This is a guest article by Donna Freedman. Donna has been a staff writer for MSN Money and Get Rich Slowly. She now lives and writes the frugal life in Anchorage, Alaska for Money Talks News and her own blog, Surviving and Thriving.
Got debt? Do something about it.
That’s the focus of a new debt management campaign from personal finance guru Mary Hunt and Chase Slate. The “Do Something About Debt” program is a 15-day series of tried-and-true tactics, advice and personal encouragement.
Each year plenty of people resolve -– and fail -– to pay what they owe and to adopt smarter spending habits. Hunt can identify, because she’s always been candid about her own financial low point: more than $100,000 in unsecured debt and interest. It took her and her husband more than 13 years to make good on their obligations.
But pay it back they did, and Hunt vowed to use her newfound knowledge to help keep others from making the same mistakes. She also swore to help those already in debt to recover and learn to live fully and joyously without overspending.
The new campaign began January 16 and continued through January 30. All the articles are remaining up at the Do Something About Debt site, so you can catch up any time you like.
The usual personal finance tools are included, such as creating a budget, understanding interest rates, the pros and cons of credit, planning for irregular expenses, avoiding certain financial missteps and examining your money attitudes. But Hunt is adding a new weapon to her arsenal: the Chase Slate card, with a zero-percent APR on balance transfers.
Those who qualify will be able to pay off existing credit card debt without interest for 15 months. In addition, there’s no fee for balance transfers taken out within 60 days of obtaining the card.
Not everyone who falls into debt has been out joyriding with the family card. Illness, layoff and natural disasters can send even the most responsible person into the red. Or maybe you truly don’t understand how it all happened. Maybe no one ever talked with you about debt except to say, “Sign here for your car loan/credit card/student loan.”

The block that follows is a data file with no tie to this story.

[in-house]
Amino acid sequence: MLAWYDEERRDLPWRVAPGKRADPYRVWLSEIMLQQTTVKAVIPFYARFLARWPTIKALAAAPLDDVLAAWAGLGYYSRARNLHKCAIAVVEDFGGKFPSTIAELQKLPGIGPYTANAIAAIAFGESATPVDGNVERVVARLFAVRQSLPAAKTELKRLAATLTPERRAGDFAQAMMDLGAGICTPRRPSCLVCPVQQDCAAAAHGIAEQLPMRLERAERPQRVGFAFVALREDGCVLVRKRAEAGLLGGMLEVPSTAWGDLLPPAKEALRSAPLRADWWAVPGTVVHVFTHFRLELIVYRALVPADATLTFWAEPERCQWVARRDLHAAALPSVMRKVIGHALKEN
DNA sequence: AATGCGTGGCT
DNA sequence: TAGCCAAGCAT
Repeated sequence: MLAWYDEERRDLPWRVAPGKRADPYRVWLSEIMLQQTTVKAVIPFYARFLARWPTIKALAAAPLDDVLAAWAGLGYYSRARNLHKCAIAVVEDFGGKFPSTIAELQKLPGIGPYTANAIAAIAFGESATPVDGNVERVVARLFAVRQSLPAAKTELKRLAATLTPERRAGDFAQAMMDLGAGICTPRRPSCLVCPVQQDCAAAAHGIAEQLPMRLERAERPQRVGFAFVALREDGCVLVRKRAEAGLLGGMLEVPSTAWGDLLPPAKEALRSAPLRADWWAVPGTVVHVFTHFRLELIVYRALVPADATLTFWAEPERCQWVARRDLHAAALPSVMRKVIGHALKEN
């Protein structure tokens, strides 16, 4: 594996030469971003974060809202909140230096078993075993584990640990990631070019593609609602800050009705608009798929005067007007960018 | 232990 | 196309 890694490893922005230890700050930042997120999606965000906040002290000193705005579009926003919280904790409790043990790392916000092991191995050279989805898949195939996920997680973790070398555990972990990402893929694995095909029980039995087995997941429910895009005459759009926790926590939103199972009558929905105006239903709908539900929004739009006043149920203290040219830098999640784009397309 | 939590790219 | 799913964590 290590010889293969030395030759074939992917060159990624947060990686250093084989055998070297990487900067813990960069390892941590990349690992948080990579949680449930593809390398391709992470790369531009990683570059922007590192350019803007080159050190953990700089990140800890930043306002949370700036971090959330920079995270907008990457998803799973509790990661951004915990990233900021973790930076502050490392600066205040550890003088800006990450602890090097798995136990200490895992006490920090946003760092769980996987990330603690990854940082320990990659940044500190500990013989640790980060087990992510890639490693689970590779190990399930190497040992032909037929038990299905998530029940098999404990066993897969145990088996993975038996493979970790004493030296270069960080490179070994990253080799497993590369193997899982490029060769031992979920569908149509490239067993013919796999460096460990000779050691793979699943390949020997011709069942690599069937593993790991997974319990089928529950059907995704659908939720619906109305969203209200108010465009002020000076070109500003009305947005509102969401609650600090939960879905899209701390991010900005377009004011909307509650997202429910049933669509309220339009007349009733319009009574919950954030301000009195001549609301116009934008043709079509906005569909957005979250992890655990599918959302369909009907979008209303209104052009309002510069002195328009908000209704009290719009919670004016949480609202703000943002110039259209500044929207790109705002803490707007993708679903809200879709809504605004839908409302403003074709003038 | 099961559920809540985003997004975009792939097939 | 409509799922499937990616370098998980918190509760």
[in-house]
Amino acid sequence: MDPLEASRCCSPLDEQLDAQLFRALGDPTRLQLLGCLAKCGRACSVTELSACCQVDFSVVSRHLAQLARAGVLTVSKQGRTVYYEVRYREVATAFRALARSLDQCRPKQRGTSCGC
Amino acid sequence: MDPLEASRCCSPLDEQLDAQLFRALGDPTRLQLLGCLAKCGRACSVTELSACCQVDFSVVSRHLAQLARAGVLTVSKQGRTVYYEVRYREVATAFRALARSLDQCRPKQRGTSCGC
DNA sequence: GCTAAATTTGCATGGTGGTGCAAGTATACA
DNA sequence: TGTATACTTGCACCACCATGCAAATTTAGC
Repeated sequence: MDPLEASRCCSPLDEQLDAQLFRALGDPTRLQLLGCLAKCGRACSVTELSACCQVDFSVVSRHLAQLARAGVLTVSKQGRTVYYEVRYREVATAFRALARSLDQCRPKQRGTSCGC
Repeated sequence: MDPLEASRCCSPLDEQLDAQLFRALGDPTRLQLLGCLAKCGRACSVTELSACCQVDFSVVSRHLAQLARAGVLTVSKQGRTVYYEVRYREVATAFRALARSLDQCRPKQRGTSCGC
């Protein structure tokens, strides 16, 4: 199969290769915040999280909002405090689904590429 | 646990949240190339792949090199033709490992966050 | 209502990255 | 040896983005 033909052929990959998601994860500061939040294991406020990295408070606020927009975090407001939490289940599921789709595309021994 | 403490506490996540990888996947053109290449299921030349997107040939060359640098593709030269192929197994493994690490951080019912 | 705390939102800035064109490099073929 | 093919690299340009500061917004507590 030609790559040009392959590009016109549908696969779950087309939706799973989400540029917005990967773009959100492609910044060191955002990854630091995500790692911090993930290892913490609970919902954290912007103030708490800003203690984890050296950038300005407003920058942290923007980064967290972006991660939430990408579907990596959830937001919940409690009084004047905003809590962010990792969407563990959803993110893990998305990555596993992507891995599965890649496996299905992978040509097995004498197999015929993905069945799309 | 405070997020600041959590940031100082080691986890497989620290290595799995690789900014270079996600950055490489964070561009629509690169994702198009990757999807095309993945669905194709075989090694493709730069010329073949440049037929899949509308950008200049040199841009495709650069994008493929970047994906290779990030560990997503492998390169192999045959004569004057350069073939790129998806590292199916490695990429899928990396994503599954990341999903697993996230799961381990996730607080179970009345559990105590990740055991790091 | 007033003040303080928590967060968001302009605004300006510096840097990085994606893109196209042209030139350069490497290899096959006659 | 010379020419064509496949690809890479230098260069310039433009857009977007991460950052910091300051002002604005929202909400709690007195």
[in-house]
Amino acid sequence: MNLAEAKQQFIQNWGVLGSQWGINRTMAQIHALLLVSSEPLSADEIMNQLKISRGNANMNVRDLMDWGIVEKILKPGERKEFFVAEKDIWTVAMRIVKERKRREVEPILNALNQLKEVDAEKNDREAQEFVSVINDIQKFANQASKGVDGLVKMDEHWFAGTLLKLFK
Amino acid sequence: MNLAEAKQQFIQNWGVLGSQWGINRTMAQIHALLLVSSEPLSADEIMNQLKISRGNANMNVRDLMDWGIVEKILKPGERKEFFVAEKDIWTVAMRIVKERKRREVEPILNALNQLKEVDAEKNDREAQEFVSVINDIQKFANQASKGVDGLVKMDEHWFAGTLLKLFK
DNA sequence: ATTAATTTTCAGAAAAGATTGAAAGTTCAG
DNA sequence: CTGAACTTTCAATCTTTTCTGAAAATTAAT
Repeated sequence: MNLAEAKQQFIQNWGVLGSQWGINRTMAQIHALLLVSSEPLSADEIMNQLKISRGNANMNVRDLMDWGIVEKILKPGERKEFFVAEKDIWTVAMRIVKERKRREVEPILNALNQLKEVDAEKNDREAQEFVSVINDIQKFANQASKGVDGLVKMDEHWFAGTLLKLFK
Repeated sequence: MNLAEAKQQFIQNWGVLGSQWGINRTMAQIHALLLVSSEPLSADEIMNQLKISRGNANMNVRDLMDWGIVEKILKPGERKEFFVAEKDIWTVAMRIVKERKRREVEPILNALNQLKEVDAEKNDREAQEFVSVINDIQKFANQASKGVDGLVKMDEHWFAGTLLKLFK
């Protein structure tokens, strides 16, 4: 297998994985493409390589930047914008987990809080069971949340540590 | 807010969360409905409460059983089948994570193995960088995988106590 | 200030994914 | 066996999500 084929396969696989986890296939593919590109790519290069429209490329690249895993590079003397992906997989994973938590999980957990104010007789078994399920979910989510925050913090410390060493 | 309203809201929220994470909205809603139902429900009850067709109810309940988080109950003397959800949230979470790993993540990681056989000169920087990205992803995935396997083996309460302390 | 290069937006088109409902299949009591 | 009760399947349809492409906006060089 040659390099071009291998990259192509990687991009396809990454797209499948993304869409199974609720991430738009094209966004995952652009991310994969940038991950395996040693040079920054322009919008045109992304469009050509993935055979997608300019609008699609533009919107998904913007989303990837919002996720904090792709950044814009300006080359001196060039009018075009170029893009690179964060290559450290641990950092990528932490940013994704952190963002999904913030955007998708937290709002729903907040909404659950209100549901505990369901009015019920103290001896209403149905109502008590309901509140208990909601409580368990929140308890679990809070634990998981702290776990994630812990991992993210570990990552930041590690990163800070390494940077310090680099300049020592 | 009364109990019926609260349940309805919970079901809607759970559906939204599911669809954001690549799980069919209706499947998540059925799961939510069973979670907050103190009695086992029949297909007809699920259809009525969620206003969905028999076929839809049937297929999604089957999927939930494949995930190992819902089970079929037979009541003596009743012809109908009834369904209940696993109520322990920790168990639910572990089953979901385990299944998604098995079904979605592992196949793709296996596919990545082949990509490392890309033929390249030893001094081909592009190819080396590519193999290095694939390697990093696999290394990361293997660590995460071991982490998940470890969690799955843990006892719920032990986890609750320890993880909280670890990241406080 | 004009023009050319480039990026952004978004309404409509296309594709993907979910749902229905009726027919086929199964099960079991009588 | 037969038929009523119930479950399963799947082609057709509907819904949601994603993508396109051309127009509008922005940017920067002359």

The bad news is you’re still on the hook for what you owe. The good news? Using Hunt’s tips and, maybe, consolidating current debt onto a Chase Slate card will help you work your way back onto firm financial footing.
“This is not some kind of a freebie. You’re going to have to come up with a plan to pay,” Hunt says. “But sometimes we just need an extra break. (Debt) is not ideal –- but that tree falling on your house wasn’t ideal, either.”
While optimistic in tone, the program is tempered by a strong dose of realism: There are no quick fixes but there are sure fixes –- if you’re willing to do the work.
“That’s a powerful message: that you can do something about it,” Hunt says.
Curtis Arnold, senior editor at CardRatings.com, included Chase Slate on his best balance transfer credit cards list, saying the card is an example of “what can happen when banks build long-term partnerships with customers who want to become debt-free.”
Updated April 13, 2016 and originally published February 5, 2014. If you enjoyed this article, subscribe to the RSS feed or receive daily emails. Follow @ConsumerismComm on Twitter and visit our Facebook page for more updates.